Those who've heard me booktalk know that I adore British writers and none more so than Jonathan Coe, so a year with a new book by him bodes well for my universe at large. And even though his latest, The Rain Before it Falls is completely different from his previous work, I loved it for its narrative twists, its wonderful female characters, its desperate portrayal of generational pain, its affectionate nod to women writers like Rosamond Lehmann, and of course for its beautiful writing. It even partially takes place in two Canadian settings - Toronto and Saskatoon. What more could a reader want? It came out in England in the fall and I can't see how it didn't wind up on multiple award lists. My second favourite book is Louis de Berniere's The Partisan's Daughter. Also very different from some of his previous work, this is set in London in 1970 and involves an odd but incredibly engaging relationship between two unlikely people who meet in a very unexpected way. Their stories unfold to each other over a series of coffee meetings, but it's what is held back that makes this novel so intriguing. Adam Thorpe is another of my British literary boyfriends. We have two new books from him this year - I've just started Between Each Breath, which is literally taking my breath away. It's about a happily married, yet childless composer, whose brief affair while on a trip to Estonia comes back to haunt him. Later in the year, we'll be publishing The Standing Pool, about two Oxford academics who take a sabbatical with their young family in France, where all is not as idyllic as it seems. Jeanette Winterson's latest, The Stone Gods is a funny, eco-feminist satire coupled with a strange love story. I also expect laughs from David Lodge's latest novel, Deaf Sentence. And do NOT miss picking up this new debut novel, The Outcast by Sadie Jones. This story of an unhappy teen trying to get over his mother's death and to reconnect with his father and society after a stint in jail, has all the emotional intensity of something like Ian McEwan's Atonement and is my pick for best first novel of 2008. Okay, tied with Catherine O'Flynn's What Was Lost. I originally read the British edition last fall and then found out to my delight that we were going to be her Canadian publisher. I've already blogged my thoughts on this wonderful novel here. And of course, the big British book will be Sebastian Faulks writing as James Bond. Devil May Care comes out in May. Can't wait.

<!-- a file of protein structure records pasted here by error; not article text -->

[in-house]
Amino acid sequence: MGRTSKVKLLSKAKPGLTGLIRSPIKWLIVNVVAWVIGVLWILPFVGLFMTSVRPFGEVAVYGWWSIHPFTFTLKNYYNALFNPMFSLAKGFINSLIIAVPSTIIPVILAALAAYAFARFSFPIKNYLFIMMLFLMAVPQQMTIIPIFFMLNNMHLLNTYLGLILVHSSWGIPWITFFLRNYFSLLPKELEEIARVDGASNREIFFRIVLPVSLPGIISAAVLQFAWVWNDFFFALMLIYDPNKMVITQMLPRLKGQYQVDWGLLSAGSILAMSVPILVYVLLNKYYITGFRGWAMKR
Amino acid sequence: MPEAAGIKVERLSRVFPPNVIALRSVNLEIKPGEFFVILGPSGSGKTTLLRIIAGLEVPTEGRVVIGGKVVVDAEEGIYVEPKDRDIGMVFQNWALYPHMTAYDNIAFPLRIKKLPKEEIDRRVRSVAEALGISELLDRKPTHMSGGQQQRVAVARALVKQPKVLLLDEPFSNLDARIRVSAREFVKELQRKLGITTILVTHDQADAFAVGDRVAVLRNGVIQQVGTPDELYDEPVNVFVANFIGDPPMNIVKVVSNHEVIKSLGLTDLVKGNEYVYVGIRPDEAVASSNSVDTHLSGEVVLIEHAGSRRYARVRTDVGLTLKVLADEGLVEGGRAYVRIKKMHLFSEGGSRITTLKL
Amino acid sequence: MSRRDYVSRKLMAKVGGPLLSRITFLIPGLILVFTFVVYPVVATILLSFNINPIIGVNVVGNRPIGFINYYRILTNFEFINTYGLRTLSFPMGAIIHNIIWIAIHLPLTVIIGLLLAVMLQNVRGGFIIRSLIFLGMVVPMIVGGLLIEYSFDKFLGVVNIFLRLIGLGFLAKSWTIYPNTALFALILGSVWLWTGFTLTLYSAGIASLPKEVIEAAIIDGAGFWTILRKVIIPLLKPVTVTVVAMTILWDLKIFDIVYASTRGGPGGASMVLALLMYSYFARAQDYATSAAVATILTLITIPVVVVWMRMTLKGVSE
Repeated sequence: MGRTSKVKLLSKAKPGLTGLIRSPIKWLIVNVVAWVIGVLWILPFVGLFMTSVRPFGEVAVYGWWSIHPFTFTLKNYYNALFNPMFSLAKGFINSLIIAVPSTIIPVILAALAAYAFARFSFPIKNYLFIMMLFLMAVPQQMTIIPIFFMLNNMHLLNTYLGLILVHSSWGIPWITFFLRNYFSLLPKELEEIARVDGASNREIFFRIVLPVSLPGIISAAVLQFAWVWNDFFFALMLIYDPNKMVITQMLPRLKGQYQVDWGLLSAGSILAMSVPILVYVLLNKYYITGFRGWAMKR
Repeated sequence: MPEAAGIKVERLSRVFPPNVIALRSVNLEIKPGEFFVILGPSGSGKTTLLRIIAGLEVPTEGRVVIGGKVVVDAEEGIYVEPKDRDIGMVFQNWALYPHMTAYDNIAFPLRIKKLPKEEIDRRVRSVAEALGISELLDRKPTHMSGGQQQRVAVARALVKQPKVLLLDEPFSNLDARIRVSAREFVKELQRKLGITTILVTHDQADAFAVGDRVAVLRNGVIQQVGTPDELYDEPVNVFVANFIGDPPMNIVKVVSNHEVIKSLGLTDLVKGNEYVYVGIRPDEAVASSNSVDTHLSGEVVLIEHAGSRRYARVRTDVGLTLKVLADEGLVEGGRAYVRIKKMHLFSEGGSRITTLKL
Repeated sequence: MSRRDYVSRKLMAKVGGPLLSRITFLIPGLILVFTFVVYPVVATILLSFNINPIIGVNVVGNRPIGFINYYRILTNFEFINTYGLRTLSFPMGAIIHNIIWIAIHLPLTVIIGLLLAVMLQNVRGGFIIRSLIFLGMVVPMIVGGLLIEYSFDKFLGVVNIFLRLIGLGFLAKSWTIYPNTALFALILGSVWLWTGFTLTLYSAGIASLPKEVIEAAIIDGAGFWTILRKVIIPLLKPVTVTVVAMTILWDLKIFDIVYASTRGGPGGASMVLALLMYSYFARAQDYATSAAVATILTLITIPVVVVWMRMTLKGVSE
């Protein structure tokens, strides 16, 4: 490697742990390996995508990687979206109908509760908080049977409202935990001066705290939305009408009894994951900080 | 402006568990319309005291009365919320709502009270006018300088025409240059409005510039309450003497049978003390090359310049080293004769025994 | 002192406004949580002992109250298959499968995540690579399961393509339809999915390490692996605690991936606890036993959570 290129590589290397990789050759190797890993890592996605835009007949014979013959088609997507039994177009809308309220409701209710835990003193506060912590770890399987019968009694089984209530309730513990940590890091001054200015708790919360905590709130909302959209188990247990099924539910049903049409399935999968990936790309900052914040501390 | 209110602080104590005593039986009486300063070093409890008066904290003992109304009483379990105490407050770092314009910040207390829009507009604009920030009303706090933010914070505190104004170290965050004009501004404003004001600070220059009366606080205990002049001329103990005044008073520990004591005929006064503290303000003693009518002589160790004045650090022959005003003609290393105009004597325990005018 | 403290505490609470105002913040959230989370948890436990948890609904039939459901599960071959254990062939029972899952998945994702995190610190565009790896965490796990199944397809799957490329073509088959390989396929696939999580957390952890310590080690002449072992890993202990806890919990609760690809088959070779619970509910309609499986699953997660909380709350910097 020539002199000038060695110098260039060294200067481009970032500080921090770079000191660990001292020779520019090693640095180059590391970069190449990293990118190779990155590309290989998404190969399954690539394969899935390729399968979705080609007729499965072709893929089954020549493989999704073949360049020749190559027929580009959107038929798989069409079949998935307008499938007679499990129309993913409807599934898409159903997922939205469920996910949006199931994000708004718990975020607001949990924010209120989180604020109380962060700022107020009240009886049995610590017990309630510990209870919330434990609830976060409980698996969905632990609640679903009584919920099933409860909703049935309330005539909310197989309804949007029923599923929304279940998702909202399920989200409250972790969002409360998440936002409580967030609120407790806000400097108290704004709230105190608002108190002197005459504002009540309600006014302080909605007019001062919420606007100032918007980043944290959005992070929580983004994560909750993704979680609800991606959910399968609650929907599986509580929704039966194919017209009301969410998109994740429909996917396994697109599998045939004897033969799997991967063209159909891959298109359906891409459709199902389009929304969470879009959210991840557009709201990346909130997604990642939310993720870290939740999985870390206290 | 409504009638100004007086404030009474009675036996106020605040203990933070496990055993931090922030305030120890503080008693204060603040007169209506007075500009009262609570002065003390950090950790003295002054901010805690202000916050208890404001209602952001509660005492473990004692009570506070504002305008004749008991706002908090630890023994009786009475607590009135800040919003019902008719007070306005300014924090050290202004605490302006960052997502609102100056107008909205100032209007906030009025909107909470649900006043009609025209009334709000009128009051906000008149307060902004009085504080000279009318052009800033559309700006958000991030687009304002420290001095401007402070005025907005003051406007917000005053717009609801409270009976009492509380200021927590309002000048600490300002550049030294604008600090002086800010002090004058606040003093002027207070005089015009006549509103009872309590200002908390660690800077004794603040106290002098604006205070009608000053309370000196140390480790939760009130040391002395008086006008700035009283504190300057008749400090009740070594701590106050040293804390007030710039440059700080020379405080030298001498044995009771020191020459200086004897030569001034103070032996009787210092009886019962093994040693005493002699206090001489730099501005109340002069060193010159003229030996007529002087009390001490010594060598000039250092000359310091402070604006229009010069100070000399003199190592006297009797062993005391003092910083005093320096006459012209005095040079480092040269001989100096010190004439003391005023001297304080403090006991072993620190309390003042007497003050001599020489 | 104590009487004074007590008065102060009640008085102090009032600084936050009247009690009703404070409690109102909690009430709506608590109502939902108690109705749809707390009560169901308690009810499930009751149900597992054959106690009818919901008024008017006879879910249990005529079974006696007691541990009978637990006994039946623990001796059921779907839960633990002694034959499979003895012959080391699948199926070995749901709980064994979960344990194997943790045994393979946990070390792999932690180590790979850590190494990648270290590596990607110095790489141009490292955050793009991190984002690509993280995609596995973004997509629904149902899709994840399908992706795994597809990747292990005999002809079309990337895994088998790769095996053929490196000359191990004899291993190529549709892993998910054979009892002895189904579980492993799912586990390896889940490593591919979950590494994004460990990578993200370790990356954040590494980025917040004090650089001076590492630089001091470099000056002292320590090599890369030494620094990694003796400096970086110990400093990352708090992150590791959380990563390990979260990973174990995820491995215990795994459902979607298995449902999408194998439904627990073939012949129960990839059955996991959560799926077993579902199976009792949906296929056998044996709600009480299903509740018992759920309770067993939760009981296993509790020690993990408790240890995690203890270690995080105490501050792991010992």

American Fiction: